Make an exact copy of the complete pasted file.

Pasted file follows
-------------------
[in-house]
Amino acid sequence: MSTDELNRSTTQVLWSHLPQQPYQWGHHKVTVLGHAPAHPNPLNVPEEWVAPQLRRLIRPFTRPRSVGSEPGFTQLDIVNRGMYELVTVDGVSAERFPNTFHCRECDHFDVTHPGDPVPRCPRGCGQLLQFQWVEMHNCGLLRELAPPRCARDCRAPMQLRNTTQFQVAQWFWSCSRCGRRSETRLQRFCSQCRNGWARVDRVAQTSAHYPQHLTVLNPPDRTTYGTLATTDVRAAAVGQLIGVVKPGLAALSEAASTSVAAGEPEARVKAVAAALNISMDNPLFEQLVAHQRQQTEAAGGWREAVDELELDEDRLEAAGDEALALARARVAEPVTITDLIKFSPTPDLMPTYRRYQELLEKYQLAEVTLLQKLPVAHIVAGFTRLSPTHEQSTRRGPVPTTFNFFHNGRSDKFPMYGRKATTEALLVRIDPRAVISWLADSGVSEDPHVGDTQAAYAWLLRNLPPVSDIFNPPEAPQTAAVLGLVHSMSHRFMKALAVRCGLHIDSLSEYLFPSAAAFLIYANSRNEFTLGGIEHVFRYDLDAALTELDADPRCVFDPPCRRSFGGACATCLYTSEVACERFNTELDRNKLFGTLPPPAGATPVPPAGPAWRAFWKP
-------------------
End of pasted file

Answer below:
[in-house]
Amino acid sequence: MSTDELNRSTTQVLWSHLPQQPYQWGHHKVTVLGHAPAHPNPLNVPEEWVAPQLRRLIRPFTRPRSVGSEPGFTQLDIVNRGMYELVTVDGVSAERFPNTFHCRECDHFDVTHPGDPVPRCPRGCGQLLQFQWVEMHNCGLLRELAPPRCARDCRAPMQLRNTTQFQVAQWFWSCSRCGRRSETRLQRFCSQCRNGWARVDRVAQTSAHYPQHLTVLNPPDRTTYGTLATTDVRAAAVGQLIGVVKPGLAALSEAASTSVAAGEPEARVKAVAAALNISMDNPLFEQLVAHQRQQTEAAGGWREAVDELELDEDRLEAAGDEALALARARVAEPVTITDLIKFSPTPDLMPTYRRYQELLEKYQLAEVTLLQKLPVAHIVAGFTRLSPTHEQSTRRGPVPTTFNFFHNGRSDKFPMYGRKATTEALLVRIDPRAVISWLADSGVSEDPHVGDTQAAYAWLLRNLPPVSDIFNPPEAPQTAAVLGLVHSMSHRFMKALAVRCGLHIDSLSEYLFPSAAAFLIYANSRNEFTLGGIEHVFRYDLDAALTELDADPRCVFDPPCRRSFGGACATCLYTSEVACERFNTELDRNKLFGTLPPPAGATPVPPAGPAWRAFWKP